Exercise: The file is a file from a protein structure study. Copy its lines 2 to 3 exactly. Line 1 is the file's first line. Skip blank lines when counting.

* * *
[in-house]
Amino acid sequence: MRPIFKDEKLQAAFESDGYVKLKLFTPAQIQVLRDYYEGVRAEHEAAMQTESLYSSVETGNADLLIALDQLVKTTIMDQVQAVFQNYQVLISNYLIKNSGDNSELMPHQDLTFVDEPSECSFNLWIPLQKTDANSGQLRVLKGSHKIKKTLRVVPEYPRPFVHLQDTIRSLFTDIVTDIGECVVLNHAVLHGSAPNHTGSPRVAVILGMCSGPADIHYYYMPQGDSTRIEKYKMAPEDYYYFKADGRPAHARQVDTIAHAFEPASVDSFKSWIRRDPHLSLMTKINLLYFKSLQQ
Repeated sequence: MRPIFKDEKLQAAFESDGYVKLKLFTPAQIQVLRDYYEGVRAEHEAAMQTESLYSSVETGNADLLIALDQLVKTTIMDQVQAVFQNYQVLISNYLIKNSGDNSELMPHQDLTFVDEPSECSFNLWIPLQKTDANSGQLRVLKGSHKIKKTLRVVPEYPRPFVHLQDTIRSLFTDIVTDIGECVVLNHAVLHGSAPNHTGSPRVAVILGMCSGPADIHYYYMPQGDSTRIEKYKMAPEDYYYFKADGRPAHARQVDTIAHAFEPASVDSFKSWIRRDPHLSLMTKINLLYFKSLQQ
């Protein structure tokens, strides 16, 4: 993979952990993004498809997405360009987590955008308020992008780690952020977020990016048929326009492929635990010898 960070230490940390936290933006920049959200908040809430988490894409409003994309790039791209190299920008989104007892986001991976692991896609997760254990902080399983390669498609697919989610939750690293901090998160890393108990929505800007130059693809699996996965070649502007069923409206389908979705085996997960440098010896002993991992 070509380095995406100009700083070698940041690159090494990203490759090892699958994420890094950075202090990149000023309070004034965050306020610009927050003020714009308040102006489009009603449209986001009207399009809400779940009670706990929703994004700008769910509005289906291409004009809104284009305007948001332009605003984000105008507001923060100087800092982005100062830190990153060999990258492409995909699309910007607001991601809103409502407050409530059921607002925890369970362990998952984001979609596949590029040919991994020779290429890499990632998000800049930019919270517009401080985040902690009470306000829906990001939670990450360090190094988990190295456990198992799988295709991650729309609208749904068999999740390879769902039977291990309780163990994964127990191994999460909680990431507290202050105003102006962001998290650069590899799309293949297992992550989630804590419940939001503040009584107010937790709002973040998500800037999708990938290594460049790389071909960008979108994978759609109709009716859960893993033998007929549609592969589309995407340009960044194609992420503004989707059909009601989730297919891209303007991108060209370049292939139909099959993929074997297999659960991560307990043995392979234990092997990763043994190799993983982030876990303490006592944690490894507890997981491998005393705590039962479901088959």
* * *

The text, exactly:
Amino acid sequence: MRPIFKDEKLQAAFESDGYVKLKLFTPAQIQVLRDYYEGVRAEHEAAMQTESLYSSVETGNADLLIALDQLVKTTIMDQVQAVFQNYQVLISNYLIKNSGDNSELMPHQDLTFVDEPSECSFNLWIPLQKTDANSGQLRVLKGSHKIKKTLRVVPEYPRPFVHLQDTIRSLFTDIVTDIGECVVLNHAVLHGSAPNHTGSPRVAVILGMCSGPADIHYYYMPQGDSTRIEKYKMAPEDYYYFKADGRPAHARQVDTIAHAFEPASVDSFKSWIRRDPHLSLMTKINLLYFKSLQQ
Repeated sequence: MRPIFKDEKLQAAFESDGYVKLKLFTPAQIQVLRDYYEGVRAEHEAAMQTESLYSSVETGNADLLIALDQLVKTTIMDQVQAVFQNYQVLISNYLIKNSGDNSELMPHQDLTFVDEPSECSFNLWIPLQKTDANSGQLRVLKGSHKIKKTLRVVPEYPRPFVHLQDTIRSLFTDIVTDIGECVVLNHAVLHGSAPNHTGSPRVAVILGMCSGPADIHYYYMPQGDSTRIEKYKMAPEDYYYFKADGRPAHARQVDTIAHAFEPASVDSFKSWIRRDPHLSLMTKINLLYFKSLQQ